Tuesday, May 25, 2010

We Have Made it Law to Pursue Joseph Kony.

Just over a year ago I posted a blog about an amazing organization called "Invisible Children."
In April of 2009, thousands of young people all around the country gathered overnight to symbolically abduct themselves in order to bring attention to those in Northern Uganda who had been abducted by the Lord's Resistance Army (LRA). After the march we stayed at the abduction site until a media outlet and a celebrity showed up to bring attention to the cause. Channel 12 news was there before the march even started and around midnight Steve-O from Jackass showed up as our "rescuer." Cities like Chicago stood for over a week waiting to be rescued. Finally the small group that stayed was rescued by Oprah and received attention on her show. Needless to say, Invisible Children got the attention they wanted.

Over the past 5 years Invisible Children has been working nonstop to get a bill in front of the government to help pass Joseph Kony's arrest warrant into a law. Last week, Congress sign the bill without one single objection. Such a huge accomplishment. The next step was getting the Bill in front of President Obama to be signed into a law.

Yesterday, May 24 2010, President Obama signed the Lord’s Resistance Army Disarmament and Northern Uganda Recovery Act of 2009. In his statement from his Press Secretary at the White House he said, "Today, I signed into law the Lord’s Resistance Army Disarmament and Northern Uganda Recovery Act of 2009. The legislation crystallizes the commitment of the United States to help bring an end to the brutality and destruction that have been a hallmark of the LRA across several countries for two decades, and to pursue a future of greater security and hope for the people of central Africa."

My favorite part of President Obama's statement is where he says: "I congratulate Congress for seizing on this important issue, and I congratulate the hundreds of thousands of Americans who have mobilized to respond to this unique crisis of conscience. We have heard from the advocacy organizations, non-governmental organizations, faith-based groups, humanitarian actors who lack access, and those who continue to work on this issue in our own government. We have seen your reporting, your websites, your blogs, and your video postcards — you have made the plight of the children visible to us all.

Your action represents the very best of American leadership around the world, and we are committed to working with you in pursuit of the future of peace and dignity that the people of who have suffered at the hands of the LRA deserve."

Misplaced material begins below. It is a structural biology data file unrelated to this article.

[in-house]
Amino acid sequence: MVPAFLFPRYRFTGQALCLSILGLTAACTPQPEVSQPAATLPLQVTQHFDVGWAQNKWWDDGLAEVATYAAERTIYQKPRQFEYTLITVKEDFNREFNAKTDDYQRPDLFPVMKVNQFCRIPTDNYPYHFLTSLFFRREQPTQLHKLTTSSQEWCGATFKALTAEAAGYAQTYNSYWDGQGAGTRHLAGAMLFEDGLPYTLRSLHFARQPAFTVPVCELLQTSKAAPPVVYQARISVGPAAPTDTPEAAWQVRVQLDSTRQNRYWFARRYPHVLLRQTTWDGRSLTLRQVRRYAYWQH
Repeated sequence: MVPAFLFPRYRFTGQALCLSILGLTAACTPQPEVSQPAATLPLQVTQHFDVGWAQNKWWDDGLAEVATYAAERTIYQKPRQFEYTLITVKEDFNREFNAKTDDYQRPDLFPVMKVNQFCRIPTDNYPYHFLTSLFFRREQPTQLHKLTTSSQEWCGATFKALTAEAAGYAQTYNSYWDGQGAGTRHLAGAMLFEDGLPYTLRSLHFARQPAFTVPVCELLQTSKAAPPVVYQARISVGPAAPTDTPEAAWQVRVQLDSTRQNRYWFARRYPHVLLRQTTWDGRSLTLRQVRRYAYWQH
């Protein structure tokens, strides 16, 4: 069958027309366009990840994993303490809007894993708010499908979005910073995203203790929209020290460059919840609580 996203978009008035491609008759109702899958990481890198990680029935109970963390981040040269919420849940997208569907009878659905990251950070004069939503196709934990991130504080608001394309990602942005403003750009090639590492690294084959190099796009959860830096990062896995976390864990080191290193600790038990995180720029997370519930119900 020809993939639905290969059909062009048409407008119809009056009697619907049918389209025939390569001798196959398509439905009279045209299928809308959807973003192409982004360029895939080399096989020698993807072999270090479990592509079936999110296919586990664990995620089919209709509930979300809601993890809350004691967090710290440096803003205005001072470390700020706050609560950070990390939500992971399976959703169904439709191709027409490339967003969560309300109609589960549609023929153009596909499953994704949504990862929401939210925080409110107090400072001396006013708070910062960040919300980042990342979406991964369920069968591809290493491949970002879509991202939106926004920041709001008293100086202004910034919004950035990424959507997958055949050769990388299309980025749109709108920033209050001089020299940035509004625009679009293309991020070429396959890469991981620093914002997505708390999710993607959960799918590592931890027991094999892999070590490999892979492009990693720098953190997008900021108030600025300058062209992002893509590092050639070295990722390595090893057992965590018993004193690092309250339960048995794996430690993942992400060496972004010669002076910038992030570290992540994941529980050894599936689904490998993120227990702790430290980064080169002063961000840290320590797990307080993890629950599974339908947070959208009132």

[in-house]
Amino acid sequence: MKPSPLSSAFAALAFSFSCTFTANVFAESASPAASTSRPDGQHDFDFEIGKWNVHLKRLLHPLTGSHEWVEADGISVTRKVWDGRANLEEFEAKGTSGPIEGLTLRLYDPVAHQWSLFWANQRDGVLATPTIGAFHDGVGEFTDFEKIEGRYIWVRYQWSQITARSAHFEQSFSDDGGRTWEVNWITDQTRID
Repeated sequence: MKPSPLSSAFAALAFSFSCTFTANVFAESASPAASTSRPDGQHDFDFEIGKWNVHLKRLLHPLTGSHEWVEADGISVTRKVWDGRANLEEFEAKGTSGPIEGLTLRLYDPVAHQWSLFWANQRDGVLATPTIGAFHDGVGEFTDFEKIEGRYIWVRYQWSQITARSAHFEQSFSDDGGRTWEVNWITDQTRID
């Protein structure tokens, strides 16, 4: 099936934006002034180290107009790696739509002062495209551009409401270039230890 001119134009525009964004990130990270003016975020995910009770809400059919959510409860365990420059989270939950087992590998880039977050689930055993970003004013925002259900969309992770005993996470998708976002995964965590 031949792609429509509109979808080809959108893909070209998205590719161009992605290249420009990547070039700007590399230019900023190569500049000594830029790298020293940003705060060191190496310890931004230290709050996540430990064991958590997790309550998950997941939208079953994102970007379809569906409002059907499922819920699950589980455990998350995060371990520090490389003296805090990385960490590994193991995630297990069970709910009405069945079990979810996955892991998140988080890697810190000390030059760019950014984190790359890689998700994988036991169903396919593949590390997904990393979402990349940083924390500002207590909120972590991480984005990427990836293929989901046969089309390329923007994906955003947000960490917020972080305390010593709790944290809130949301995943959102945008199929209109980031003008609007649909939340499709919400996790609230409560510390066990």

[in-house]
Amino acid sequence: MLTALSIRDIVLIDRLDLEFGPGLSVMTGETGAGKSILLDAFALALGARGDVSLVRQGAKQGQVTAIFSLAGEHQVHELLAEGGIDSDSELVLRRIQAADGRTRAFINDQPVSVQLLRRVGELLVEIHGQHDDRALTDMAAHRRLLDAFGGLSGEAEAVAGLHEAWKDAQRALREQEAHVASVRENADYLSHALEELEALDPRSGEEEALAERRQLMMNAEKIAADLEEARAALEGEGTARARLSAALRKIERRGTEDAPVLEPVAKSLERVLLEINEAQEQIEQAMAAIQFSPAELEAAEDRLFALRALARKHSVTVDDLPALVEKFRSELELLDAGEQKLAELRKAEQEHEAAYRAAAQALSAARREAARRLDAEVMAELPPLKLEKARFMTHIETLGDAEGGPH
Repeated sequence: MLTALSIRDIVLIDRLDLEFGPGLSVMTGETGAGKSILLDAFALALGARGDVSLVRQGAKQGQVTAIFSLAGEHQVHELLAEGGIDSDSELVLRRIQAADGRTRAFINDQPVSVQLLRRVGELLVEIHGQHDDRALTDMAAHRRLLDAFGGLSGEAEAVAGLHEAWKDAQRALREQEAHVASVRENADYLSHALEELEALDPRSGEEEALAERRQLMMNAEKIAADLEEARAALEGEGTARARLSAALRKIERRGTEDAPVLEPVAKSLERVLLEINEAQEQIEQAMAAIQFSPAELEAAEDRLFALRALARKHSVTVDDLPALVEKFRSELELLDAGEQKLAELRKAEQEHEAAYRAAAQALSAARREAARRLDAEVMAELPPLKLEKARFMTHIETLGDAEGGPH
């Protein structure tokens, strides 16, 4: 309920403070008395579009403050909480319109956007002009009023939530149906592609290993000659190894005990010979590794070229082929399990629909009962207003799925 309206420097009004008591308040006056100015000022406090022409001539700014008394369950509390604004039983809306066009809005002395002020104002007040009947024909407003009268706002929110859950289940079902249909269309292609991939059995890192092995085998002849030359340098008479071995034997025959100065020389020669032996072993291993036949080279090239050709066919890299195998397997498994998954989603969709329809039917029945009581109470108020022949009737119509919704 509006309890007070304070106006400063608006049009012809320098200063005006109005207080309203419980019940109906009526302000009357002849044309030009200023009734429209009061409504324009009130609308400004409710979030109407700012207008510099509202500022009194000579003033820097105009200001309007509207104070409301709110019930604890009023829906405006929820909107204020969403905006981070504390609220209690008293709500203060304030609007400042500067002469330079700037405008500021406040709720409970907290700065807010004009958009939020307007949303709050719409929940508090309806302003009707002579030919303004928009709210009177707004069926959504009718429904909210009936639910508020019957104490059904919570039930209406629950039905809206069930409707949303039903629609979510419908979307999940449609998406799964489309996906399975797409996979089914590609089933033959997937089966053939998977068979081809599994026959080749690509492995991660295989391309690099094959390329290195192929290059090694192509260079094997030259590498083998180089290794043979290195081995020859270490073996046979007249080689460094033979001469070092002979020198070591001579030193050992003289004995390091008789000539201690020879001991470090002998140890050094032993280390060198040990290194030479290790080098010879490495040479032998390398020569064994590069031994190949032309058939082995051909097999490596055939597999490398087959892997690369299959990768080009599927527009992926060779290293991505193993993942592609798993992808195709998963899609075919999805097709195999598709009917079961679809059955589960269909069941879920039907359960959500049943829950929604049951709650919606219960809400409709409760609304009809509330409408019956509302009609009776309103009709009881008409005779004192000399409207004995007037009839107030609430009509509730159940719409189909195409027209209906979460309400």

Goosebumps are the least of what I'm feeling right now. Margaret Mead said, "Never doubt that a small group of thoughtful, committed citizens can change the world. Indeed, it is the only thing that ever has." Central Africa will be changed forever because of a group of people that saw a need and worked relentlessly to fix it. I am so, so excited to be a part of this movement.

To read President Obama's entire statement visit:

To learn more about Invisible Children visit:

Some background on the LRA:

For 23 years, the government of Uganda and a rebel group called the Lords Resistance Army, led by a man named Joseph Kony, has engaged in Africa’s longest war. In recent years, peace was seemingly within reach, largely due to the Juba Peace Talks that began in July 2006. However, despite a ceasefire signed between the LRA and Ugandan government, efforts toward peace through the Juba Peace Talks were stalled on several occasions by Kony’s refusal to sign the final peace agreement. Kony’s absence at the peace agreement signing on November 29, 2008 proved his promises to be futile and ultimately disabled the peace talks. Furthermore, the ICC has obtained evidence that Kony used the ceasefire during the peace talks to regroup, regain strength and resume child abductions. Joseph Kony is the world’s first individual indicted by the International Criminal Court for crimes against humanity. Since September 2008, hostility in the Orientale province in DR Congo and Western Equatoria in South Sudan has reached a feverish pitch. In apparent desperation and a renewed will to spread terror to DR Congo, the LRA murdered over six hundred and abducted more than one hundred and sixty children to fight amongst its ranks. More than 104,000 Congolese have been displaced since Christmas in attempts to escape the LRA forces. A civil war, originally contained within Uganda’s borders, has now evolved into a widespread regional crisis.

Invisible Children (along with many other organizations) now believes an international effort to apprehend Kony and rescue his child soldiers is the most viable way to end the most neglected humanitarian emergency in the world today.